We can use this crucial point to design a quarantine that can end the pandemic decisively in 30 days. While we have been told to implement social distancing and shelter-in-place to flatten the curve, we have not taken this far enough. This approach is only designed to slow the spread, not stop it. The way to quickly end this pandemic is to enforce a full quarantine, and this quarantine needs to last at least 30 days, denying the virus the chance to jump to new victims during its 30-day life cycle. We have a window of opportunity to end this pandemic decisively with two key tools:

  1. Arm the public with knowledge of Covid-19’s weakness so people have the conviction to comply or better yet, to demand that our government implement such a quarantine, and
  2. Put in place a logistical plan to carry out a “flatten-to-zero” quarantine that meets people’s basic needs.

Quarantines are highly effective against non-persistent viruses such as the Covid-19 virus. But Americans were too lax during the period when the virus could have been eliminated without widespread contagion. That’s because it’s difficult to convince a free society to take such strict measures when it seems as though the impending threat is minimal. Just as we don’t fully appreciate the value of property insurance until our house burns down, the

American people would have criticized a move to stop the economy in response to a threat whose effects they have not seen. It’s an unfortunate aspect of pandemic response those in my field have been sounding the warning about for decades. Even though the fire has started, the whole house doesn’t have to burn down. So, here’s what I mean by “quarantine” and why this will be effective now.


* Establish a single point of information to facilitate communication to the public. For this to work, everyone needs to be on the same page including knowing what actions to take, issuing progress reports, and providing contact information for where to go and who to call when needs arise, including if someone in the household requires medical attention.

* A shelter-in-place mandate that lasts for at least 30 days. The general public would not be allowed to leave their homes except by guidelines determined by the federal government. When leaving the house for government-approved emergencies, the following guidelines must be adhered to:

  • Thoroughly wash hands when leaving and returning home
  • Wear a face mask that tightly covers the mouth and nose
  • Maintain at least a 10-foot distance from others not in their household
  • Carry and wipe all surfaces they touch with a moist disinfectant wipe
  • No exchange of items including cash with other households unless items are thoroughly wiped with disinfectant
  • Only members of a single household in elevators at the same time. No talking. Same for hallways, stairways, and other enclosed spaces

The inconvenience of such careful measures are well worth it. The current quarantine-light efforts some parts of the country are practicing now might be required for months or reinstated on and off for over a year because they won’t definitively end the spread of the virus. 30 days of hard effort with certainty is much better than months or over a year of uncertainty.

* Allow a one-week preparation period, before the 30-day clock starts. This would allow every household to get what they need to minimize leaving home for 30 days. Grocery stores and other merchants should place reasonable limits on purchases to prevent hoarding. The government should make it clear that people will be allowed to get food in emergencies, including by delivery.

* Identify essential services personnel and establish “cluster” housing. Isolate personnel in their own clusters for the virus to die out without the risk of them crossinfecting their families when they return home. Empty hotels, corporate cafeterias, and gyms outfitted with cots, and other facilities could be used for this function.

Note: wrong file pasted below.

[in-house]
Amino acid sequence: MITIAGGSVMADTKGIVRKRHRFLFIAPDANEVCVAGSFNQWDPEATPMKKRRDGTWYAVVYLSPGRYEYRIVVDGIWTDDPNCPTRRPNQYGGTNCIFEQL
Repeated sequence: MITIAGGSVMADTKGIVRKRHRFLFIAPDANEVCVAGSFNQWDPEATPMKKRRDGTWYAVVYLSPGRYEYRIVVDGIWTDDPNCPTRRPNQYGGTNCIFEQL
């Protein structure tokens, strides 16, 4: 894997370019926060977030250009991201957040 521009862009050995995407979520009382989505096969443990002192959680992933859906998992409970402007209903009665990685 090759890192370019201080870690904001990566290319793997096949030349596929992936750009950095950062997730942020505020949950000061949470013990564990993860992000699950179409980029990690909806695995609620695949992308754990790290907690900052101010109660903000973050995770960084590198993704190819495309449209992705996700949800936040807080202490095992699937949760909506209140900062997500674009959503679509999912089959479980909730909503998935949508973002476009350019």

* Establish recovery quarantine housing. During the 30-day quarantine, individuals in households may develop symptoms indicating an active infection. These individuals should immediately be moved to quarantine housing to recover and prevent infecting other household members. Again, empty hotels could be used. In the case where a child is sick, they can be accompanied by a parent. These quarantine facilities should have ready access to medical support and basic needs such as meals and laundry.

* Extreme social distancing for essential services personnel. These personnel should wear masks and, when possible, stay at least ten feet away from each other. When working with the public, the same precautions apply as those the public takes when leaving their home including disinfecting items that they deliver.

These guidelines can be tailored and refined by each community based on their particular set of circumstances and available resources.

For less affluent countries where this is not feasible, we will be in a better position as a recovered nation to support mitigation and relief efforts in other countries as a crucial next step to end the pandemic globally.

The advantages of a Flatten to Zero approach are that it doesn’t rely on unknown assumptions, is the most efficient use of the limited resources we have at the moment, and solves the problem in the shortest amount of time possible.

With a well-coordinated effort carried out with conviction and best practices by the general public (and the nation as a whole), we have the opportunity to end the Covid-19 pandemic within 30 days with reasonable certainty. That would go a long way to restoring order to our economy as well. Perhaps it’s being overly optimistic to think we can accomplish this, but even the efforts we are undertaking now will be more effective if everyone has a firm understanding of what we’re dealing with and why a greater, short-term sacrifice will be
the easiest way forward. We are now in a crisis of uncertainty and the ultimate antidote is certainty.

We can flatten to zero and eliminate the Covid-19 virus from existence. Urge friends and family to learn more about the Covid-19 virus at and what we EACH can do to take action. Let’s arm ourselves with knowledge and work together to solve this instead of waiting for someone else to do it.